I do not use Miracle Gro - never! LOL. I got this mix at Ace Hardware, it's by Soil Mender and it's their Raised Bed Mix. It contains organic topsoil, composted cotton burrs, coir, expanded shale, lava sand, granite sand, basalt, humate, montmorillonite & diatomaceous earth. And yes, the "manure" is bagged...also from Ace.

Here is a link that might be useful: Soil Mender mix

    Bookmark   June 11, 2013 at 10:47AM
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Skybird - z5, Denver, Colorado

The crown of your little plant looks surprisingly good to me! I know you don't want to, but cut off the little berries! The plant doesn't need the extra stress of trying to produce fruit while it's trying to recover. If it/they produce any more flowers, for now pinch them off.

Continue to leave the soil dry until it's mostly dry down to the bottom of wherever the roots were when you planted them in the bigger pot. Then I would normally recommend saturating the soil in the entire pot, but in this case where there are small (and recovering) plants in a large volume of soil I recommend watering just enough to re-wet the soil to about that "bottom of the roots" area. With no roots in it the soil in the bottom of the pot is going to stay pretty wet even without more water--and some of the water you apply to the surface is going to get down all the way to the bottom anyway. Basically what I'm trying to say is to get the soil "moist" in the entire area of the roots--but don't get it "drippy!" I also recommend moving the pot to get it some morning and/or late afternoon sun but try to keep it out of the hottest midday sun until it's growing well again.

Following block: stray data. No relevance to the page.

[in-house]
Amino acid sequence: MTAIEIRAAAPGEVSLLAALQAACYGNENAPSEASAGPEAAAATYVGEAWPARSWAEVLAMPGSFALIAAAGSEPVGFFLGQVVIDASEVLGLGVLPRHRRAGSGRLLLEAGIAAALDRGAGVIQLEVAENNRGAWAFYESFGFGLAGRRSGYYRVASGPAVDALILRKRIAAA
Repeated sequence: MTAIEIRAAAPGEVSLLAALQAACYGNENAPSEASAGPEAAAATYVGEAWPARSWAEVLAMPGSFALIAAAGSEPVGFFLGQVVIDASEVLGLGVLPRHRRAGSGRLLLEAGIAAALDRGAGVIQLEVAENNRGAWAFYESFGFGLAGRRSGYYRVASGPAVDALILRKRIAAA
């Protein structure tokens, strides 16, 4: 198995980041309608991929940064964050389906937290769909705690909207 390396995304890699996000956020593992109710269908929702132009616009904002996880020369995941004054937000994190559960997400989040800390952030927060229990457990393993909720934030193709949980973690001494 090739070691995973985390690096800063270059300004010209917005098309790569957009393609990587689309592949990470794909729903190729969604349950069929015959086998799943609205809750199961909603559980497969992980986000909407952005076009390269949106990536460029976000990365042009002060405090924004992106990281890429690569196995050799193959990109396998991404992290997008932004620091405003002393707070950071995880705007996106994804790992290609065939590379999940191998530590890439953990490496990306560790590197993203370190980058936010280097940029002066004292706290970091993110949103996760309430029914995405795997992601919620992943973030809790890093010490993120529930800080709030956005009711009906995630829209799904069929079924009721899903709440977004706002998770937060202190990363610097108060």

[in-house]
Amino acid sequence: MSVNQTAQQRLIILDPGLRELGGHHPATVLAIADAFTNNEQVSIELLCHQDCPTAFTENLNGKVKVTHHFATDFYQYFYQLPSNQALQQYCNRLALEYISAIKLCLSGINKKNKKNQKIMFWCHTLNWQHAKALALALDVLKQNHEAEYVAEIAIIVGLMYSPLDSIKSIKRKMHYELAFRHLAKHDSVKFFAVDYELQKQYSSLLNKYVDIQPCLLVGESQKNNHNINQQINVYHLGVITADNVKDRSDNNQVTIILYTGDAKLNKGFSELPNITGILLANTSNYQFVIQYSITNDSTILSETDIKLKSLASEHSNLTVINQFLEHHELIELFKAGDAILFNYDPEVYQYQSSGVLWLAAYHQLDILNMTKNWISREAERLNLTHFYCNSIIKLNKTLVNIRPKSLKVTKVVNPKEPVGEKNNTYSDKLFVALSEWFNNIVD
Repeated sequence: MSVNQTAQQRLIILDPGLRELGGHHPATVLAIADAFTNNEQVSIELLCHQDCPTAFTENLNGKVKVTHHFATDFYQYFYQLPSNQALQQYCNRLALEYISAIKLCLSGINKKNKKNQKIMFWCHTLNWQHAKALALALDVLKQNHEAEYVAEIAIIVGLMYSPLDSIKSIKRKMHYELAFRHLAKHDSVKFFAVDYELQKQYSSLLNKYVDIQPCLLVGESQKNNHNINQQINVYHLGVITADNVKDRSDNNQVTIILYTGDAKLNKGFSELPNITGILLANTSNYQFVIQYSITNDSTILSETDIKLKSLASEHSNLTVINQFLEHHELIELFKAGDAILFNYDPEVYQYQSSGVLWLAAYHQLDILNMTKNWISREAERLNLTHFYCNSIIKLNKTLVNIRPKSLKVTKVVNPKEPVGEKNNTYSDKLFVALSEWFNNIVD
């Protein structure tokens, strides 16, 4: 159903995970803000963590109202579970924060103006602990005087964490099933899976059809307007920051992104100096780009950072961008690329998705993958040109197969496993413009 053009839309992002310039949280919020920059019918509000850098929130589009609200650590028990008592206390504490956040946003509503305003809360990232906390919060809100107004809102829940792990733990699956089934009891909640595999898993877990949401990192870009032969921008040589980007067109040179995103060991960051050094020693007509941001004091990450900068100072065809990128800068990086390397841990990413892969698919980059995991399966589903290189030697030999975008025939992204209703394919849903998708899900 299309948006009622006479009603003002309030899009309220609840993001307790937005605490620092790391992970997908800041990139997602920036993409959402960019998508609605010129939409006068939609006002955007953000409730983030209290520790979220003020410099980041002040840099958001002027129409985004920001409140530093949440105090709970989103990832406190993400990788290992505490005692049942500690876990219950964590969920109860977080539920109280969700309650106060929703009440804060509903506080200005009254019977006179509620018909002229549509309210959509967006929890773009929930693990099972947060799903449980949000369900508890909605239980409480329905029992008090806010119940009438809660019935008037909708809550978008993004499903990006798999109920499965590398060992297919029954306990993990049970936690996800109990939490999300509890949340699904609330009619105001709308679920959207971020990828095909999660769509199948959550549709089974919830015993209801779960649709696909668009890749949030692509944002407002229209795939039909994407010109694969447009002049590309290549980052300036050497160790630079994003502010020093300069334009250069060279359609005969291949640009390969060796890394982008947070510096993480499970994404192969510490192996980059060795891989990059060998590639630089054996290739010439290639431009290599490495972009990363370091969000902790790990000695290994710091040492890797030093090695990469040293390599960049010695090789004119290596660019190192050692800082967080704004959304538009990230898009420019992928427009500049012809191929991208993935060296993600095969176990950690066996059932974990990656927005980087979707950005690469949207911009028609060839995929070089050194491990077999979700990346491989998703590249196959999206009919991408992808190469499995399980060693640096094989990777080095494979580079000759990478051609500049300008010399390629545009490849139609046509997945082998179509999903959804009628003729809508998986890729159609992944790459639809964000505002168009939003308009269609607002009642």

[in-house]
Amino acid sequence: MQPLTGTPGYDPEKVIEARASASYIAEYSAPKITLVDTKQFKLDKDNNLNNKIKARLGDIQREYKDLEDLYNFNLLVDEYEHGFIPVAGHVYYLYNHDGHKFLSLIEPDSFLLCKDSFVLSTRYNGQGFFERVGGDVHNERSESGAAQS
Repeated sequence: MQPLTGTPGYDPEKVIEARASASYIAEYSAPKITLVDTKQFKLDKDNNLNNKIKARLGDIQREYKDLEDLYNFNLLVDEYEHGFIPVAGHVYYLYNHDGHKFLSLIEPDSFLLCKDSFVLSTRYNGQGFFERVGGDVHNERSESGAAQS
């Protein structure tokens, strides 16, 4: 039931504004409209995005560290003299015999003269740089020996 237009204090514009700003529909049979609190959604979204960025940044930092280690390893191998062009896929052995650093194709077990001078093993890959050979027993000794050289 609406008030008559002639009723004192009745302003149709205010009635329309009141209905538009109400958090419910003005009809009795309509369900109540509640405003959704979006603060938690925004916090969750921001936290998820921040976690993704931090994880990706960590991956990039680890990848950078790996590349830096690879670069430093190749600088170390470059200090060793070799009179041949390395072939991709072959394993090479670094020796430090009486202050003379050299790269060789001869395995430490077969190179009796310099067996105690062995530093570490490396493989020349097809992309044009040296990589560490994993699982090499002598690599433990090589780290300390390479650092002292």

From what I can see the soil in your pic "looks" pretty good, but it's impossible to tell without getting my hands in it! I've never heard of that brand, and that seems like a pretty "complicated" list of ingredients to me! Just my opinion! Since their site says: "This is not the product label. Always read and follow the product label before use" I searched their site for the product label and couldn't find it! That's interesting! I googled for it and couldn't find it anywhere on the web! Usually I can find labels posted on "some" site, even if the manufacturer doesn't want to post it for whatever reason, but not this time! Don't know what, if anything, that says!

But, how big IS your pot? I suspect a good "container mix" ("lightweight and fluffy" when moist) would probably work better for you and make it easier for you to manage the moisture content. And a good container mix/soil should have everything in it you need so you shouldn't need to add any manure or anything else--just feed occasionally after the plant starts growing. A "raised bed" would normally be measured in feet by feet, and I suspect your pot isn't even 24" diameter (my whiskey barrels are only 22" diameter). A "topsoil" based product would work fine in a raised bed with a much larger volume, but the smaller volume in a pot, even a big one, would make it harder to control the moisture with that type of mix. [I use Sunshine #1 mix in and for everything! My biggest "pots" are the whisky barrels and I use it in them and for everything all the way down to seed starting. Sunshine #1 consists of mostly Canadian sphagnum peat and perlite.]

Looking at your "little plant" I really think it's gonna make it if you leave it dry out enough and then water very "judiciously" for a while! :-)

Show us some pics when it's Growing For Real!


P.S. Glad to hear you don't use MG! Unless they've changed something in the last couple years, they don't even list on the bag what they put in it--just something to the effect of "might contain any or all for the following"!!!

    Bookmark   June 11, 2013 at 3:50PM